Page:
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Old 22-11-2020, 04:08 PM
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CCD Centering Issue. What is "reasonable?"

Before I get heavy handed and potentially blast a company and their manufacturing QC, let me ask you what amount of error would you consider okay to accept (not that I have any recourse at this date) and live with? Consider that the camera is being used with a rotator.

The test I perform is to put a star dead center on the CCD and then take a time exposure for a full rotation. If the camera and rotator are "perfect" the star will remain dead center. In my case I have a rotator and adapters that are as close to perfect in X-Y shift as can be made. At the camera the rotator+ adapters move laterally ~ 7 microns as measured by a dial indicator! With my camera that translates to just over 1 pix!

So, the question is how much error would you accept if the CCD is off center?

10, 50, 75, 100, 150, 200, 400, 800, 1000 1500 2000 etc microns?

Thanks,

Peter
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Old 22-11-2020, 05:28 PM
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I'd expect you'll see 0.1 of a mm or so variation, as the sensors themselves are simply inserted into a IC socket. All of those pins will likely seat differently each time.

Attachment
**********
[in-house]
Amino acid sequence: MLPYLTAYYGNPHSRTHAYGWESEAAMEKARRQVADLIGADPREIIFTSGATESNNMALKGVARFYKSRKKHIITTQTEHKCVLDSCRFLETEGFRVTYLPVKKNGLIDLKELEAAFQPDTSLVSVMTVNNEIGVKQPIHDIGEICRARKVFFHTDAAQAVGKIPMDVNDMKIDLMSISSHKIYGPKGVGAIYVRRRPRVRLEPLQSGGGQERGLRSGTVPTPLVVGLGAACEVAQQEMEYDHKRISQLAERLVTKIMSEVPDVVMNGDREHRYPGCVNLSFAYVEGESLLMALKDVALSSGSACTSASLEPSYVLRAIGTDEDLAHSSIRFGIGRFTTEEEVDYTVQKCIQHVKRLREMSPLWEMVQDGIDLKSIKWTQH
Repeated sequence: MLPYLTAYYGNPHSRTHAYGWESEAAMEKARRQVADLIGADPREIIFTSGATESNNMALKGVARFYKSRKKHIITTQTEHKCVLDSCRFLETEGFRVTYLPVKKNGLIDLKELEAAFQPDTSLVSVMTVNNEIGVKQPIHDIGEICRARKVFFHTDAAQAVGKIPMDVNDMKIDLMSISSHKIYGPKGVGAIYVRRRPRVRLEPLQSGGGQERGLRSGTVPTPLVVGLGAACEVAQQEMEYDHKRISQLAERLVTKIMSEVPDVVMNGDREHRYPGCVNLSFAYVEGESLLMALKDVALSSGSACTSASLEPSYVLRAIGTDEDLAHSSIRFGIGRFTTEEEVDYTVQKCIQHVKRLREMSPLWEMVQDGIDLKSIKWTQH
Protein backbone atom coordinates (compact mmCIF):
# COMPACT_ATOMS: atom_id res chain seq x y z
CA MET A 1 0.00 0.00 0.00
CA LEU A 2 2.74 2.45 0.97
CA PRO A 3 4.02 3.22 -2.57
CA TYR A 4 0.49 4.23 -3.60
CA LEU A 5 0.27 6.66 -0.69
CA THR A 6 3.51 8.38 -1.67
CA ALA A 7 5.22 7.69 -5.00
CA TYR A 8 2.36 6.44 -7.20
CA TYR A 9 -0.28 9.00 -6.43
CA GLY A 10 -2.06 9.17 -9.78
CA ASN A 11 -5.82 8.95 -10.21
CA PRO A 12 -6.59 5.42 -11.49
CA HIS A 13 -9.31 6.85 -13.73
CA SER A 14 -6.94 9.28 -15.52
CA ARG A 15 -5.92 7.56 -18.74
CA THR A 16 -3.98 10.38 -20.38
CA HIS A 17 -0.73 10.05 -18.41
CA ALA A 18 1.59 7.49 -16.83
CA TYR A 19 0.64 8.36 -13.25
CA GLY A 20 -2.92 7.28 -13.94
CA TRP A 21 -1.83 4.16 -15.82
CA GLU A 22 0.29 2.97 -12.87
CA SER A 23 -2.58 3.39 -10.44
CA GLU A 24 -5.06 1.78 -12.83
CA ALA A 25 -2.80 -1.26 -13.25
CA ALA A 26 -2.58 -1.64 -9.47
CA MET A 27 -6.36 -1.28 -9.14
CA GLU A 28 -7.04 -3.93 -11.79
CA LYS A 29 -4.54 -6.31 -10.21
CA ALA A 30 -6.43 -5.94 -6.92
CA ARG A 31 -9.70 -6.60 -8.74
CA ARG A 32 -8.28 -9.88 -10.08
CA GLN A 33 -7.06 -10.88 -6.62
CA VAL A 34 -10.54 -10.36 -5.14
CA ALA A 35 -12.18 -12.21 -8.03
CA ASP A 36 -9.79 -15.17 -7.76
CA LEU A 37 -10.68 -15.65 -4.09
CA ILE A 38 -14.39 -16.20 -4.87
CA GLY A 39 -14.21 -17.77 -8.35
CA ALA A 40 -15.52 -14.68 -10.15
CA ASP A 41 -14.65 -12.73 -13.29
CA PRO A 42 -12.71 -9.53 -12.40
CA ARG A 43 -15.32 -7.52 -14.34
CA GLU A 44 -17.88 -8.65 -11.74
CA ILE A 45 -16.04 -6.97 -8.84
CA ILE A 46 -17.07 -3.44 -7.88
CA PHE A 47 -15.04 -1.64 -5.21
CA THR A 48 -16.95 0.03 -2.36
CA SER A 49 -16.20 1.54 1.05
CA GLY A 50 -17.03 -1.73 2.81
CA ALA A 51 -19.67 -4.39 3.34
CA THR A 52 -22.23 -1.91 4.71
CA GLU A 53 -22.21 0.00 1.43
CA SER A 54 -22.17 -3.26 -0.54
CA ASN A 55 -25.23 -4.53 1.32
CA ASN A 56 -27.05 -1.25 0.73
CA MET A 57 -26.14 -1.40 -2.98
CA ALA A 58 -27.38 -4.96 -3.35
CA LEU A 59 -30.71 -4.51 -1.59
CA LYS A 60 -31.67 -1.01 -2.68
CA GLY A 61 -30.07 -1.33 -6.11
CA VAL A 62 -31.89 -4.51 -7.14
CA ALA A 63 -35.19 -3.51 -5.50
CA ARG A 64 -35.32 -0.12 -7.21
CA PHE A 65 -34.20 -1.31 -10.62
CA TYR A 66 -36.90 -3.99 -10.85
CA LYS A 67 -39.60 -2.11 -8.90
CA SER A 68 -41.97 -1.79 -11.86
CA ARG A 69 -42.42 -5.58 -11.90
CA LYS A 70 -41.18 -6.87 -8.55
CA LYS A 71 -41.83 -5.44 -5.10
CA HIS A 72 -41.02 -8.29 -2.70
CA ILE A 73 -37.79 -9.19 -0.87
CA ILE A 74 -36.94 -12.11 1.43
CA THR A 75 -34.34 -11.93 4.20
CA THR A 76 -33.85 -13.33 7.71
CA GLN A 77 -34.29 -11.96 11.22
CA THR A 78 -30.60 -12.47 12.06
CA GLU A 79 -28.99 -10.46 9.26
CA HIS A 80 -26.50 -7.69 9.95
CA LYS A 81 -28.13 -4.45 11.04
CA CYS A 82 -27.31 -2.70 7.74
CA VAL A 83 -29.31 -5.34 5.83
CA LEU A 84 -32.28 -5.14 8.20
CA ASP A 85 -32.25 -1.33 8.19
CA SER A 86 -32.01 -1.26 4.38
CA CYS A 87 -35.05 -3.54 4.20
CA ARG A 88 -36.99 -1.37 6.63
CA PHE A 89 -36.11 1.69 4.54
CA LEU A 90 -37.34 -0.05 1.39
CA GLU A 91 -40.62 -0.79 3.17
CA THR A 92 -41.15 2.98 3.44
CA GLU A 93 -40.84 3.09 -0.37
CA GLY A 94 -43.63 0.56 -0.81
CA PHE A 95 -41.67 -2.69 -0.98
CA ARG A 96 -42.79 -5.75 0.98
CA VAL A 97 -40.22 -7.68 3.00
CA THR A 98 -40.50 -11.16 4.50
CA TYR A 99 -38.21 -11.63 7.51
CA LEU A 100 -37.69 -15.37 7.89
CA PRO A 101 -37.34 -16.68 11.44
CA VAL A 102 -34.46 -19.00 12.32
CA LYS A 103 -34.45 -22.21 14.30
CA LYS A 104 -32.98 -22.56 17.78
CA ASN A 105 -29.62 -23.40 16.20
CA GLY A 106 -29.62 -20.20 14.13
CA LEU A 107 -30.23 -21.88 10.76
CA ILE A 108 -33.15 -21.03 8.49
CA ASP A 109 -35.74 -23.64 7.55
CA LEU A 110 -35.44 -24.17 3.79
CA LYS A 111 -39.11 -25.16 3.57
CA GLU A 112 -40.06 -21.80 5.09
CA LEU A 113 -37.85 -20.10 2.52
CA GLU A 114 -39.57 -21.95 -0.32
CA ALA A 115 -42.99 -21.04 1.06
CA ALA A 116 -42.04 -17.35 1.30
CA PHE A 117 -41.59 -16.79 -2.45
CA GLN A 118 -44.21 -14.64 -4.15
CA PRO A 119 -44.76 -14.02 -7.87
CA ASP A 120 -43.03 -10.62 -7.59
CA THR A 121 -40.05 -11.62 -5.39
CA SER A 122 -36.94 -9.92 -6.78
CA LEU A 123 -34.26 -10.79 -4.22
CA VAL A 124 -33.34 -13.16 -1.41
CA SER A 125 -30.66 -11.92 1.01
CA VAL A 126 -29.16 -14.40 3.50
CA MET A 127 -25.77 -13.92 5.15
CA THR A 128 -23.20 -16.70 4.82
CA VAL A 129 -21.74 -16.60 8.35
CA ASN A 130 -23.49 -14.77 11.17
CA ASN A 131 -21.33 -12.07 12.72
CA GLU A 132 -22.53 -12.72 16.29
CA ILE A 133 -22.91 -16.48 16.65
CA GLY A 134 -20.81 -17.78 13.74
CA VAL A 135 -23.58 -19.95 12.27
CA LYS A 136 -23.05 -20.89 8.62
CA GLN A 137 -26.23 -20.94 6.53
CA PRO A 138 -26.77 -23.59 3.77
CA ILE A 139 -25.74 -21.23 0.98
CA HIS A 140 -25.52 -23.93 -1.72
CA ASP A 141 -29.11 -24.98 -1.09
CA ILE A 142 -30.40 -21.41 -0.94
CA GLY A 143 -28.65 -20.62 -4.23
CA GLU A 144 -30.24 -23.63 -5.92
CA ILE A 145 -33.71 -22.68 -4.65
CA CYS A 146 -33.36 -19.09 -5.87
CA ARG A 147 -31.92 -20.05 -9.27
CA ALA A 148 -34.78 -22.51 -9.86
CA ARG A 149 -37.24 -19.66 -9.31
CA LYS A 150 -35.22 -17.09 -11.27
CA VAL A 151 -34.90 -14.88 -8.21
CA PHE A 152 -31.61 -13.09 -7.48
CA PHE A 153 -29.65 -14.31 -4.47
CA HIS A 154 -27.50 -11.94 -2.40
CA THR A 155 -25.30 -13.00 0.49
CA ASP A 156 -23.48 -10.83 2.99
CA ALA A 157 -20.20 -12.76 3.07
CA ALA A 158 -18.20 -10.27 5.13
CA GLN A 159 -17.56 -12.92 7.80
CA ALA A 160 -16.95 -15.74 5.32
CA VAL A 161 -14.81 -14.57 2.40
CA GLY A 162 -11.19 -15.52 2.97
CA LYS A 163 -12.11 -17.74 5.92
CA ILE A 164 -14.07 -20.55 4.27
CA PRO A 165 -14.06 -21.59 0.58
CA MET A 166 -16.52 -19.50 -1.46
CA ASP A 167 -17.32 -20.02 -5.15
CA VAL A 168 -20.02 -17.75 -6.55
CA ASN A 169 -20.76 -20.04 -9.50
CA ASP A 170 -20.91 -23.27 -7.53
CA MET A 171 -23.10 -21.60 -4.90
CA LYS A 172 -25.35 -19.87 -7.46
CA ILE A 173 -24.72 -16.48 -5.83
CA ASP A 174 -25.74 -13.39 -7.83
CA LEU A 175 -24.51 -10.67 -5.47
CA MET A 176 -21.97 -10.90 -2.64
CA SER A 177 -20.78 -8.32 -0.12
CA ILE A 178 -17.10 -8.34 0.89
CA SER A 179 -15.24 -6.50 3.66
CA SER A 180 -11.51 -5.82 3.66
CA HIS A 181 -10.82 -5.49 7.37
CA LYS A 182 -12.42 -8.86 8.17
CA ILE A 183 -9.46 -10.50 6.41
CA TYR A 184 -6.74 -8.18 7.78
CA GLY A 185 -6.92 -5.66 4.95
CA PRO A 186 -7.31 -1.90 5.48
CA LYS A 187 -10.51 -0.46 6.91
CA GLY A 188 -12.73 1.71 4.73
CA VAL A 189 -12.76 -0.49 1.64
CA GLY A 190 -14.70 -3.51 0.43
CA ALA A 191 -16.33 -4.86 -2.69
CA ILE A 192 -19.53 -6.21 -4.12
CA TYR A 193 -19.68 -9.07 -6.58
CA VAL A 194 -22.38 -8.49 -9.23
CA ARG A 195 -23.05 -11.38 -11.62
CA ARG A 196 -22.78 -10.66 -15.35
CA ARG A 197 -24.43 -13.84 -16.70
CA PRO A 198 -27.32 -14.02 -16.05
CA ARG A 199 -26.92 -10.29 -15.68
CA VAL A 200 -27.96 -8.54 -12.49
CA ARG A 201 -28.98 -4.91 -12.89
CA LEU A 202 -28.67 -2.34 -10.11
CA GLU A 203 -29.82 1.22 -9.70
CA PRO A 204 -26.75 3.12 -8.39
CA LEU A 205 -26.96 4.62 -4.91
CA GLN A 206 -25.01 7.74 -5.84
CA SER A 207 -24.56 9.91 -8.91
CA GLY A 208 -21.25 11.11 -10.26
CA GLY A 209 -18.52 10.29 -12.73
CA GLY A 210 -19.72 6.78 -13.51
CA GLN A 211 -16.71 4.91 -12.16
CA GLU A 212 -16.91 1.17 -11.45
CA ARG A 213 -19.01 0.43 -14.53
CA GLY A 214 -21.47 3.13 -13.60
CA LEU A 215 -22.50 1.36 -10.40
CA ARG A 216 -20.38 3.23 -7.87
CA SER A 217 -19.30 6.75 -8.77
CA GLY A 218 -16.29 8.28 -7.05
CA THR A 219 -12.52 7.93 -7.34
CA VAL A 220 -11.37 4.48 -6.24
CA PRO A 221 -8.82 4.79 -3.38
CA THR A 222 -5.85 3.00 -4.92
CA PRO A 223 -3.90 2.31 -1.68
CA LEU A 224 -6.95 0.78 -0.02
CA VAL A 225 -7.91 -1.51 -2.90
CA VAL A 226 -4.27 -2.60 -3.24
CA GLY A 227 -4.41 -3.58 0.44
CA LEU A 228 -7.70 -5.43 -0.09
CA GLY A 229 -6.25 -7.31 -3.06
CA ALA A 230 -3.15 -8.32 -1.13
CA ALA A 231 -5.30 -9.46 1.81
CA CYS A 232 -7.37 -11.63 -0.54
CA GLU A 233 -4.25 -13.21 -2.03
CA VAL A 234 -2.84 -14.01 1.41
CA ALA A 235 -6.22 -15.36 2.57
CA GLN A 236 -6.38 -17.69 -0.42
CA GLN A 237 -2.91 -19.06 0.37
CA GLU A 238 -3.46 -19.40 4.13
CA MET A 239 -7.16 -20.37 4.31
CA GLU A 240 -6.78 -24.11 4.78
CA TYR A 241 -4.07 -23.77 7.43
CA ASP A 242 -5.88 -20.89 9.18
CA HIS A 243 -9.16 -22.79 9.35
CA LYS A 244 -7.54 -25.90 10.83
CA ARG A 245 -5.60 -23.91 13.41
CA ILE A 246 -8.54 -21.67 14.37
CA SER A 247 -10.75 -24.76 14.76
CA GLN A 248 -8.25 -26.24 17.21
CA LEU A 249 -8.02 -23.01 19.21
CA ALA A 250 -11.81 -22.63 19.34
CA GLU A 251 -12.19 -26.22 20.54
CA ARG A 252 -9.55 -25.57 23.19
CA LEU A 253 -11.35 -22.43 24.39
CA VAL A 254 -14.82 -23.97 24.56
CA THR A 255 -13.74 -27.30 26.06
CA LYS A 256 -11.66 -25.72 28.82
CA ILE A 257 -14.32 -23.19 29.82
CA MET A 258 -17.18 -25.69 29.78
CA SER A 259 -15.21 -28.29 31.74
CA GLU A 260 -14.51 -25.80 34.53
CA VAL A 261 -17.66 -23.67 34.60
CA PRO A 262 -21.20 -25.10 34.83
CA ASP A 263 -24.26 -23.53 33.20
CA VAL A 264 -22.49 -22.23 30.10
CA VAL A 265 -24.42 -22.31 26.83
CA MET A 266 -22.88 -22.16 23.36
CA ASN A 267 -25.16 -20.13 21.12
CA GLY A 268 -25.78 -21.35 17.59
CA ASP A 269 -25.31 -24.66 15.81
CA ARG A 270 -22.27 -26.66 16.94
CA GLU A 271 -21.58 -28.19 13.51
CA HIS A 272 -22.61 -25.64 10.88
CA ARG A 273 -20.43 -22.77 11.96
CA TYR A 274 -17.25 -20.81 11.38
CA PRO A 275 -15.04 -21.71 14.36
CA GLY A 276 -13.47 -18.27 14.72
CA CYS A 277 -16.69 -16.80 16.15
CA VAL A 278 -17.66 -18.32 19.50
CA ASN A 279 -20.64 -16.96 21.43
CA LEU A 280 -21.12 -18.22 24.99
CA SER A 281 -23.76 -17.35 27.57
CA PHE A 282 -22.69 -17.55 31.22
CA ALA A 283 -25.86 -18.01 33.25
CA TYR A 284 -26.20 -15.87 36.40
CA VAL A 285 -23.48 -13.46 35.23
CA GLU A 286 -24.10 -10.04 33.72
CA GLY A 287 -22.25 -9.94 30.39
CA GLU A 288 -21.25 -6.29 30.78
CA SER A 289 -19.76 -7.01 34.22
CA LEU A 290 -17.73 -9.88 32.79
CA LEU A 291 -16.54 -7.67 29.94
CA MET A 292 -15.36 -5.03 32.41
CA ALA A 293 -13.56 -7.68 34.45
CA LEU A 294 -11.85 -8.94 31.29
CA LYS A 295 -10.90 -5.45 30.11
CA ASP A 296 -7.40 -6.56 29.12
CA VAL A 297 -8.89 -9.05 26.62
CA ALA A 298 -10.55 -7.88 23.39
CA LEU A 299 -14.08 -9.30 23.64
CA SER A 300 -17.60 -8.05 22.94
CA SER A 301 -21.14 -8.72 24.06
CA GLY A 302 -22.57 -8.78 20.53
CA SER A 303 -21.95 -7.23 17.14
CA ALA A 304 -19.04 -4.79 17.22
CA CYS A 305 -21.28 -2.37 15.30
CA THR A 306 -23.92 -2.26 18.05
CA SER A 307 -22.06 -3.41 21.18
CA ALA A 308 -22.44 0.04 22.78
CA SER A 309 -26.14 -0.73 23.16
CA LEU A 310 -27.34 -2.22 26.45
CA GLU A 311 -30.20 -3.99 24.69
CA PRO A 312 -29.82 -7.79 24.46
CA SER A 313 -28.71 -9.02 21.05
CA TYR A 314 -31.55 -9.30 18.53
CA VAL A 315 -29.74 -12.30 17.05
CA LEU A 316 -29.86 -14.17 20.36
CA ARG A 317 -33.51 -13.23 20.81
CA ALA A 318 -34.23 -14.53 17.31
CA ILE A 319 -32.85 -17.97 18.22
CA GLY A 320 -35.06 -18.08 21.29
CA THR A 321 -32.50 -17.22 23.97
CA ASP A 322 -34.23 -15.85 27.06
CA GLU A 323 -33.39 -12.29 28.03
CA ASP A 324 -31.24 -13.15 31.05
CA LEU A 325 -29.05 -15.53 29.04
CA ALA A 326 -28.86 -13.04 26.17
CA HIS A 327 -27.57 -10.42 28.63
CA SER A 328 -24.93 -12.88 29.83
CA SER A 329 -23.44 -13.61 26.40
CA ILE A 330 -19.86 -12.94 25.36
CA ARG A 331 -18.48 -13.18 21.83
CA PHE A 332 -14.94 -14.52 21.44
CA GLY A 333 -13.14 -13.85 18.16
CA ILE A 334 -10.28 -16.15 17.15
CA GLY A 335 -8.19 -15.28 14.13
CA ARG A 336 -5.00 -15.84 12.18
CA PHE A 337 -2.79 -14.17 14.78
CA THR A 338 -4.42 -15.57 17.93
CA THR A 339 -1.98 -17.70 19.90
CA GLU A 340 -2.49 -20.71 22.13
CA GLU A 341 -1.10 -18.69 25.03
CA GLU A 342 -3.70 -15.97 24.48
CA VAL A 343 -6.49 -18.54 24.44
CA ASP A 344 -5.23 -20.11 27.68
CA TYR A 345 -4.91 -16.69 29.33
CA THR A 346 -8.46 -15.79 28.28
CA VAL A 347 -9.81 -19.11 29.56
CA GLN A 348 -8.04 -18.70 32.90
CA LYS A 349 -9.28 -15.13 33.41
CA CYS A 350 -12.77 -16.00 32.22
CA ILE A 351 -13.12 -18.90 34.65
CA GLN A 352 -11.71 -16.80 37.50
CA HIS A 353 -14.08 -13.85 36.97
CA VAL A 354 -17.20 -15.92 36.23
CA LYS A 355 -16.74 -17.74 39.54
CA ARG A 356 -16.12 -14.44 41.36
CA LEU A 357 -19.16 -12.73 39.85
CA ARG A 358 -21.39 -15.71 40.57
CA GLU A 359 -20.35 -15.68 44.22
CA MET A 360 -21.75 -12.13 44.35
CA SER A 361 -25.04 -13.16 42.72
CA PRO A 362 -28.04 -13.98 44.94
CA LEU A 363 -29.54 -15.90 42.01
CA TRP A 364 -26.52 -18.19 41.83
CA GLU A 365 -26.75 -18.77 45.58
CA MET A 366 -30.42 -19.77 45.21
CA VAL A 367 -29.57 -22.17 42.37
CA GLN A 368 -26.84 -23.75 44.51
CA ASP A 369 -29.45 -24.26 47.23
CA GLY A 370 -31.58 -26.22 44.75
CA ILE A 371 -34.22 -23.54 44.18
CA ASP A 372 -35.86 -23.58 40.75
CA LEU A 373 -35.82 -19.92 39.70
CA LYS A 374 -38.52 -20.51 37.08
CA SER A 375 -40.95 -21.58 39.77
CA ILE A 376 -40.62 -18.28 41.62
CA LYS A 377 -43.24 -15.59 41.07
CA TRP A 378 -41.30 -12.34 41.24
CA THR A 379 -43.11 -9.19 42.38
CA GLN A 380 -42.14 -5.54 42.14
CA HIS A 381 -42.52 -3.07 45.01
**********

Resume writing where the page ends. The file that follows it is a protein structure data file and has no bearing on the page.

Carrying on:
For any manufacturer to then add another level of complexity by having an x-y stage that is subsequently calibrated down to the resolution of each sensor...well....as they said in The Castle: "tell 'em their dreamin'"
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Old 22-11-2020, 07:29 PM
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Peter,

Thanks for your reply! With my camera 100 microns would be about 16-17 pix. Take a look at the attached photo! This was not with my best adapter and it shows ~ 232 pix error at 180 degrees rotation. My much better adapter reduces this to 190 pix which is over 1 mm in error! (the chip is a KAF16200)

According to the manufacturer this is considered "normal." I was completely mystified by this answer. They said the CCD has to "float" on top of the cooler to avoid thermal paths from the case, that there are a few pins to keep it reasonably centered. I cannot believe this is "normal" by any standard for other astro-cameras.

I suppose I'm being obsessive, but this is a pain to live with. Pointing sucks unless I'm at the rotator PA that the model was generated at.

Peter
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Old 23-11-2020, 09:20 AM
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It would be interesting to see how say a DSLR camera behaves if placed in the same rotator. If memory serves, they have remarkably tight sensor placement tolerances......